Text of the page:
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  • 1.
    Borrvall, Charlotta
    et al.
    Linköping University.
    Ebenman, Bo
    Linköping University.
    Jonsson, Tomas
    Linköping University.
    Biodiversity lessens the risk of cascading extinction in model food webs2000In: Ecology Letters, ISSN 1461-023X, E-ISSN 1461-0248, Vol. 3, p. 131-136Article in journal (Refereed)
  • 2.
    Jonsson, Tomas
    et al.
    University of Skövde, School of Bioscience. University of Skövde, The Systems Biology Research Centre. Department of Ecology, Swedish University of Agricultural Sciences, Uppsala, Sweden.
    Kaartinen, Riikka
    Department of Ecology, Swedish University of Agricultural Sciences, Uppsala, Sweden.
    Jonsson, Mattias
    Department of Ecology, Swedish University of Agricultural Sciences, Uppsala, Sweden.
    Bommarco, Riccardo
    Department of Ecology, Swedish University of Agricultural Sciences, Uppsala, Sweden.
    Predictive power of food web models based on body size decreases with trophic complexity2018In: Ecology Letters, ISSN 1461-023X, E-ISSN 1461-0248, Vol. 21, no 5, p. 702-712Article in journal (Refereed)
    Abstract [en]

    Food web models parameterised using body size show promise to predict trophic interaction strengths (IS) and abundance dynamics. However, this remains to be rigorously tested in food webs beyond simple trophic modules, where indirect and intraguild interactions could be important and driven by traits other than body size. We systematically varied predator body size, guild composition and richness in microcosm insect webs and compared experimental outcomes with predictions of IS from models with allometrically scaled parameters. Body size was a strong predictor of IS in simple modules (r(2)=0.92), but with increasing complexity the predictive power decreased, with model IS being consistently overestimated. We quantify the strength of observed trophic interaction modifications, partition this into density-mediated vs. behaviour-mediated indirect effects and show that model shortcomings in predicting IS is related to the size of behaviour-mediated effects. Our findings encourage development of dynamical food web models explicitly including and exploring indirect mechanisms.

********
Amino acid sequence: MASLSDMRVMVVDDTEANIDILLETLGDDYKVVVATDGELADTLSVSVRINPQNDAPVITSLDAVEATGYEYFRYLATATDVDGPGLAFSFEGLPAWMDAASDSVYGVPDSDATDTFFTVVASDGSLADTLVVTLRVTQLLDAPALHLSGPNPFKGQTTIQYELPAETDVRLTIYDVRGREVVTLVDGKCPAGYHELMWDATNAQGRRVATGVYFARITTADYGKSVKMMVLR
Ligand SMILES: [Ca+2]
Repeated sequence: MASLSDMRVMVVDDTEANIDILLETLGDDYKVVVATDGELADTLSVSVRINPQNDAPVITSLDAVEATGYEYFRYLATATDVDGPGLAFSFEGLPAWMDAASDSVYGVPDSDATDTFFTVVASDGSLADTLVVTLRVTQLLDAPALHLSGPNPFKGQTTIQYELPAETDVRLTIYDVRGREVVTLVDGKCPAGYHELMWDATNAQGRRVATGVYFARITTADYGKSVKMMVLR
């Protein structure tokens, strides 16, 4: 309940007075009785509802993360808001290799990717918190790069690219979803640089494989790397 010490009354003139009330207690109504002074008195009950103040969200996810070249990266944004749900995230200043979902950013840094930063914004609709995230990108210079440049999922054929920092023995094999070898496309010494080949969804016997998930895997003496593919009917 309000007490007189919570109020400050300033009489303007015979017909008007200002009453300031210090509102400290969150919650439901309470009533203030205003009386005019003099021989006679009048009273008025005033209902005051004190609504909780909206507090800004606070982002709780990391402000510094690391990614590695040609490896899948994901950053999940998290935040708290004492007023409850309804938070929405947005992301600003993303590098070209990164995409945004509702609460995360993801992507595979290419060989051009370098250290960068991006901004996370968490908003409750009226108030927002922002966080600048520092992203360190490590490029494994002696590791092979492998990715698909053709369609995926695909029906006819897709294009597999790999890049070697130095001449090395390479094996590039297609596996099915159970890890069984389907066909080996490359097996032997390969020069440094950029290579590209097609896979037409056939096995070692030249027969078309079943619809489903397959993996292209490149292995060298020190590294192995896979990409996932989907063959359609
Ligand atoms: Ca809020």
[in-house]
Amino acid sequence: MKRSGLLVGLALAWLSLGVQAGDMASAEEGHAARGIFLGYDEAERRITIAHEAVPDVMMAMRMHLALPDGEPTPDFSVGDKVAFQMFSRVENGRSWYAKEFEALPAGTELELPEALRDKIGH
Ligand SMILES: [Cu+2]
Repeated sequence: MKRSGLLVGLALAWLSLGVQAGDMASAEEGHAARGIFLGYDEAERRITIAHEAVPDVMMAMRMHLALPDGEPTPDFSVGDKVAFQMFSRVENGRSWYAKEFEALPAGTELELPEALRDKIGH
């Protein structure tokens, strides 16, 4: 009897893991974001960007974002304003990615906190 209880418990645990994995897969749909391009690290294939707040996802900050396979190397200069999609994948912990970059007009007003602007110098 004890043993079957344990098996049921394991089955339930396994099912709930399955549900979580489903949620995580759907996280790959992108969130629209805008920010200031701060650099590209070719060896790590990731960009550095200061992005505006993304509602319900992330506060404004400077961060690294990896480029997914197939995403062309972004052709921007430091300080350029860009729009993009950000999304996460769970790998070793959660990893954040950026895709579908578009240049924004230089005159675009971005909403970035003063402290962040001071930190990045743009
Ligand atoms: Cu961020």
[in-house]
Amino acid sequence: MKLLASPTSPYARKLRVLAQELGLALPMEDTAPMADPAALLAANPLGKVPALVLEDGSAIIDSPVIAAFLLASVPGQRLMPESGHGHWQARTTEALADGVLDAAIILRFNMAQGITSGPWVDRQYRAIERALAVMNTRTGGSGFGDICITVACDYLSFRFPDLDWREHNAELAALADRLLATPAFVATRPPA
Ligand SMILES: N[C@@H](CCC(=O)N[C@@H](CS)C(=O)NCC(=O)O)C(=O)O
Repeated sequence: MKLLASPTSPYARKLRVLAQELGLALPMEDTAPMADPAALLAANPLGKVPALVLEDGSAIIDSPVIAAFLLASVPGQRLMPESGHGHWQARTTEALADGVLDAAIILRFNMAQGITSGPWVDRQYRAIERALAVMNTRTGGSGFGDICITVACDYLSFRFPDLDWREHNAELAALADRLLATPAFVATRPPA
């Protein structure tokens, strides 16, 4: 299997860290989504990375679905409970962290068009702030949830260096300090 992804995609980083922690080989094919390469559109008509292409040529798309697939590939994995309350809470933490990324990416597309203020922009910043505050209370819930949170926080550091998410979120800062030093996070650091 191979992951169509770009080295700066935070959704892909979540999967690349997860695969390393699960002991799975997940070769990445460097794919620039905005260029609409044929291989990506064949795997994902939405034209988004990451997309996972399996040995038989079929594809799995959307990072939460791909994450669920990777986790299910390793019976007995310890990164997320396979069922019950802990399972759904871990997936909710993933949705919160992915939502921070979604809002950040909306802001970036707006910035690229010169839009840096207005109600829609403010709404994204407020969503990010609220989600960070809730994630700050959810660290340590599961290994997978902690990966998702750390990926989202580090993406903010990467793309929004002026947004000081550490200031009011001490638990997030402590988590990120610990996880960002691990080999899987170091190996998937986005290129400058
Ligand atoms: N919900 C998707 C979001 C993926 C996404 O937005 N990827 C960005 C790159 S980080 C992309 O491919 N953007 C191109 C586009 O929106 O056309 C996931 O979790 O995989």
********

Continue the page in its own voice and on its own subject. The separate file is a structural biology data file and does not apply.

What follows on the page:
• 3.
    Riede, Jens O.
    et al.
    J.F. Blumenbach Institute of Zoology and Anthropology, Systemic Conservation Biology Group, Georg-August University Goettingen, 37073 Goettingen, Germany.
    Brose, Ulrich
    J.F. Blumenbach Institute of Zoology and Anthropology, Systemic Conservation Biology Group, Georg-August University Goettingen, 37073 Goettingen, Germany.
    Ebenman, Bo
    IFM Theory and Modelling, Division of Theoretical Biology, Linköping University, S-581 83 Linköping, Sweden.
    Jacob, Ute
    Institute for Hydrobiology and Fisheries Science, University Hamburg, 22767 Hamburg, Germany.
    Thompson, Ross
    School of Biological Sciences, Monash University, Bld 18, Vic. 3800, Australia.
    Townsend, Colin R.
    Department of Zoology, University of Otago, Dunedin 9054, New Zealand.
    Jonsson, Tomas
    University of Skövde, School of Life Sciences. University of Skövde, The Systems Biology Research Centre.
    Stepping in Elton's footprints: a general scaling model for body masses and trophic levels across ecosystems2011In: Ecology Letters, ISSN 1461-023X, E-ISSN 1461-0248, Vol. 14, no 2, p. 169-178Article in journal (Refereed)
    Abstract [en]

    Despite growing awareness of the significance of body-size and predator–prey body-mass ratios for the stability of ecological networks, our understanding of their distribution within ecosystems is incomplete. Here, we study the relationships between predator and prey size, body-mass ratios and predator trophic levels using body-mass estimates of 1313 predators (invertebrates, ectotherm and endotherm vertebrates) from 35 food-webs (marine, stream, lake and terrestrial). Across all ecosystem and predator types, except for streams (which appear to have a different size structure in their predator–prey interactions), we find that (1) geometric mean prey mass increases with predator mass with a power-law exponent greater than unity and (2) predator size increases with trophic level. Consistent with our theoretical derivations, we show that the quantitative nature of these relationships implies systematic decreases in predator–prey body-mass ratios with the trophic level of the predator. Thus, predators are, on an average, more similar in size to their prey at the top of food-webs than that closer to the base. These findings contradict the traditional Eltonian paradigm and have implications for our understanding of body-mass constraints on food-web topology, community dynamics and stability.

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